Skagit Valley Herald, Mount Vernon, Wash.
By Kimberly Cauvel | Posted: Sunday, March 2, 2014 11:30 pm
A train pulls tanks of crude oil toward the refineries in Anacortes in August.
Traffic is blocked at three major intersections in Mount Vernon, and a fire is burning downtown.
Mount Vernon and Burlington fire trucks and ambulances dispatched to the scene determine alternate routes because a 100-car oil train is blocking crossings at Riverside Drive, College Way and Hoag Road. The roundabout trip may add about two minutes to their typical response time of seven minutes or less.
Emergency response teams from across Skagit County are preparing to provide assistance. The city fire department calls the Skagit County Department of Emergency Management to alert the county, state and federal agencies to the situation.
Because life safety is the first priority, responder resources focus on evacuating the surrounding area. Meanwhile, the fire may be spreading along the length of the train, and oil may be spilling into storm drains and the Skagit River, which is 600 feet from the tracks.
City departments such as Public Works join the scene to help plug storm drains and sewer lines.
Firefighters ultimately have to decide whether to fight the flames or let them burn out, eliminating the oil in the process that could kill salmon if it gets in the river.
That’s how Mount Vernon Fire Chief Roy Hari envisions the first 20 minutes following a hypothetical oil train derailment in the city.
Oil train safety has recently gained local, state and national attention because of a surge of crude oil coming by rail from North Dakota’s Bakken fields and several recent oil train accidents. The increase of rail delivery has occurred because of a decrease in oil coming from Alaska by ship.
“The Bakken crude is the problem here, which is the light, very flammable stuff, and it moves and it burns at the same time,” Hari said, calling a potential accident a “dynamic situation.”
Emergency response challenges during a potential disaster are some of the many concerns raised about crude-by-rail traveling through Skagit County communities on the way to its two oil refineries in Anacortes.
Other concerns include traffic and emergency services delays in the event of a non-emergency stall and the potential for an oil spill where the rail lines bisect lush farmland in the valley and run along important marine waters including the Swinomish Channel and Padilla Bay.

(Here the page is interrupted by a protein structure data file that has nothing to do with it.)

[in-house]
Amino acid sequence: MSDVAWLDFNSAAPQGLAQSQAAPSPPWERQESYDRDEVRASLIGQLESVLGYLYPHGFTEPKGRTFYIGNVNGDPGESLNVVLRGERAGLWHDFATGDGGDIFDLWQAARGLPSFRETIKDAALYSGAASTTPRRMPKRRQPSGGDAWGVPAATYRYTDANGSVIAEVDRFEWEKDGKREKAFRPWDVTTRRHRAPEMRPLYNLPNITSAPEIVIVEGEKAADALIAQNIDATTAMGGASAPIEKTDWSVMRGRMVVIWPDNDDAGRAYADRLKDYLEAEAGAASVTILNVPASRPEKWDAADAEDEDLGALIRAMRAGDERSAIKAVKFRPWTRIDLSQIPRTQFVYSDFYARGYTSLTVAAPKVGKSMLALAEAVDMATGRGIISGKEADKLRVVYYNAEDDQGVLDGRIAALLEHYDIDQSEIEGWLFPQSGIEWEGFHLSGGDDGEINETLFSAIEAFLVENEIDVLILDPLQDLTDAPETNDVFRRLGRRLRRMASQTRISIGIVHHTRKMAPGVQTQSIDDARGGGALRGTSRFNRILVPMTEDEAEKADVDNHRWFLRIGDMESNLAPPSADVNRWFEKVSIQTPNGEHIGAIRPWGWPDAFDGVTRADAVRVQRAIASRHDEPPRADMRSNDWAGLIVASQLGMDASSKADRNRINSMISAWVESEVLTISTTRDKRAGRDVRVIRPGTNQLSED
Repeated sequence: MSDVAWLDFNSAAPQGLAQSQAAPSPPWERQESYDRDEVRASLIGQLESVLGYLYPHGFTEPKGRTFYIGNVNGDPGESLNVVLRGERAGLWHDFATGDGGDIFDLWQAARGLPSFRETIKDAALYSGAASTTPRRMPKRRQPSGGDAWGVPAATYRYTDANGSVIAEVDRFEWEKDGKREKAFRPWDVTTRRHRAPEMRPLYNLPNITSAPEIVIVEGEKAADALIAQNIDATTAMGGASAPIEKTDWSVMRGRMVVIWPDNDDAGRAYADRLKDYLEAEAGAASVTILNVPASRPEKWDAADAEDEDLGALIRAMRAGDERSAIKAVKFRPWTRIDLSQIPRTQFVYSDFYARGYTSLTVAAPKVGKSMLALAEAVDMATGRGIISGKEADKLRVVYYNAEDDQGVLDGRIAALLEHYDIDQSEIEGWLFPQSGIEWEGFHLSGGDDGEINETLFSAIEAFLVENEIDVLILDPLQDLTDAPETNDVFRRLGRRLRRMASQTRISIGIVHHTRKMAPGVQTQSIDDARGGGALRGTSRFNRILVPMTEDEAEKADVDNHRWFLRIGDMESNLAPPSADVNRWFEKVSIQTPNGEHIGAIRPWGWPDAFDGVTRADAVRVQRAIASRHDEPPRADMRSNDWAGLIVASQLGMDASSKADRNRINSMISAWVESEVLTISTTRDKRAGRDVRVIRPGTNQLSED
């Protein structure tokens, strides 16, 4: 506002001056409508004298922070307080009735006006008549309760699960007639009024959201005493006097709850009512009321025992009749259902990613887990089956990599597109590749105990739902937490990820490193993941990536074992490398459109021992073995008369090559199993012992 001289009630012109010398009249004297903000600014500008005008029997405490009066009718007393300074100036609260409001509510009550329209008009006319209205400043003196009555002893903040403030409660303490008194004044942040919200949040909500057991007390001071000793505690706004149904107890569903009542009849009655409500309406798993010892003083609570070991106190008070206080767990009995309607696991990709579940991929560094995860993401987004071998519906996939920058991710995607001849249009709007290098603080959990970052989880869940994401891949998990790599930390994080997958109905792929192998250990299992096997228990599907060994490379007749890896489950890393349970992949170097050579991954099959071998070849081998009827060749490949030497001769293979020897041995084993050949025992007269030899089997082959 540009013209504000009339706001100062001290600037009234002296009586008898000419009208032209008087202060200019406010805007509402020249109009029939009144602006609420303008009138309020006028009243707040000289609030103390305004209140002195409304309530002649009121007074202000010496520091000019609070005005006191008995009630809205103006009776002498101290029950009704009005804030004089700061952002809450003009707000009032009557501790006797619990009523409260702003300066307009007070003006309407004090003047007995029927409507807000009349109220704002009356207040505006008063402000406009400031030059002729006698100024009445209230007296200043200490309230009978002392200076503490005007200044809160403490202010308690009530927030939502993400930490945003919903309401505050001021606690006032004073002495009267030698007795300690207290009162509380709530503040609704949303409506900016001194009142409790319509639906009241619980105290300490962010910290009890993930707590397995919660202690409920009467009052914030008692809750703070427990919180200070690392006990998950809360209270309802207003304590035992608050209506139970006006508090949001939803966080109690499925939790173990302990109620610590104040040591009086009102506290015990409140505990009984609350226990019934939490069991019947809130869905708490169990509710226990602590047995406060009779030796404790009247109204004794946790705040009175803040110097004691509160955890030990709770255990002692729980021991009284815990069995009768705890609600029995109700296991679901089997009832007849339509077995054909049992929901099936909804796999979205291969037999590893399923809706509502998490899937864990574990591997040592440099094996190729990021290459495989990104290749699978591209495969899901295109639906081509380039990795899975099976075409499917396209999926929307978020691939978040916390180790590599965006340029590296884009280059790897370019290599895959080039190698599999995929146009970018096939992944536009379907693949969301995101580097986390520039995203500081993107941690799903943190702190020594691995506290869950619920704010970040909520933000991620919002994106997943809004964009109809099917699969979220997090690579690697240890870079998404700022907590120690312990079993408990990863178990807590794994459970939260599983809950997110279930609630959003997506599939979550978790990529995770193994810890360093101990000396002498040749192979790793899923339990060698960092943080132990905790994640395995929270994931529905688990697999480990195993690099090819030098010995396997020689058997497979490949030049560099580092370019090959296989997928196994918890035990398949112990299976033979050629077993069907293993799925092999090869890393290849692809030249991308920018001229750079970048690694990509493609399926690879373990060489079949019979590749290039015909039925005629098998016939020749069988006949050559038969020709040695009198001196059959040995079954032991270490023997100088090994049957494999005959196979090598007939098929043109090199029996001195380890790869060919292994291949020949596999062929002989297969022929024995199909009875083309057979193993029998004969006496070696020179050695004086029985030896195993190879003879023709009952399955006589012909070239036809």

County and city emergency responders are working on an emergency response plan. Environmental groups want a comprehensive review of fuel-by-rail projects in the region. And legislation passing through Olympia addresses the same issues.
Skagit and Whatcom counties are each home to two coastal refineries: Shell and Tesoro in Anacortes, Phillips 66 in Ferndale and BP at Cherry Point.
Shell is the only one that has not yet received permits for Bakken crude-by-rail projects, but is in the permitting process. Shell proposes a rail expansion project to allow for up to seven trains per week. A similar train-unloading facility built in 2012 at nearby Tesoro can receive up to six trains per week.
Crude oil expansions at the four refineries in northern Puget Sound, along with the controversial Gateway Pacific Terminal proposal to ship coal from Cherry Point to China, are five of 20 proposals in Washington, Oregon and British Columbia to increase fossil fuels traveling by rail through the Pacific Northwest, according to letters Bellingham-based organization Protect Whatcom sent to Skagit County officials.
Half of those projects would send coal from Wyoming and Montana or oil from North Dakota to Skagit, Whatcom and British Columbia; up to 37 trains daily, empty and full, if all of the projects are approved. About 1 in 3 would be carrying Bakken crude.
All of the trains would pass through Mount Vernon, and those headed farther north would pass through Burlington, as well.
“Do we really want to see trains explode coming through our communities going to these terminals?” asked Matt Krogh, Bellingham-based campaign director for the nonprofit ForestEthics. “… They’re putting in explosive crude and shipping it through communities that are not prepared.”
Local officials say the coal terminal proposed north of Bellingham brought rail traffic issues to their attention. Public input helped shape the scope of two comprehensive Environmental Impact Statements that must be completed before the terminal can be built. But no EIS was required for several oil-by-rail facilities on the state’s coast, and several more facilities are planned.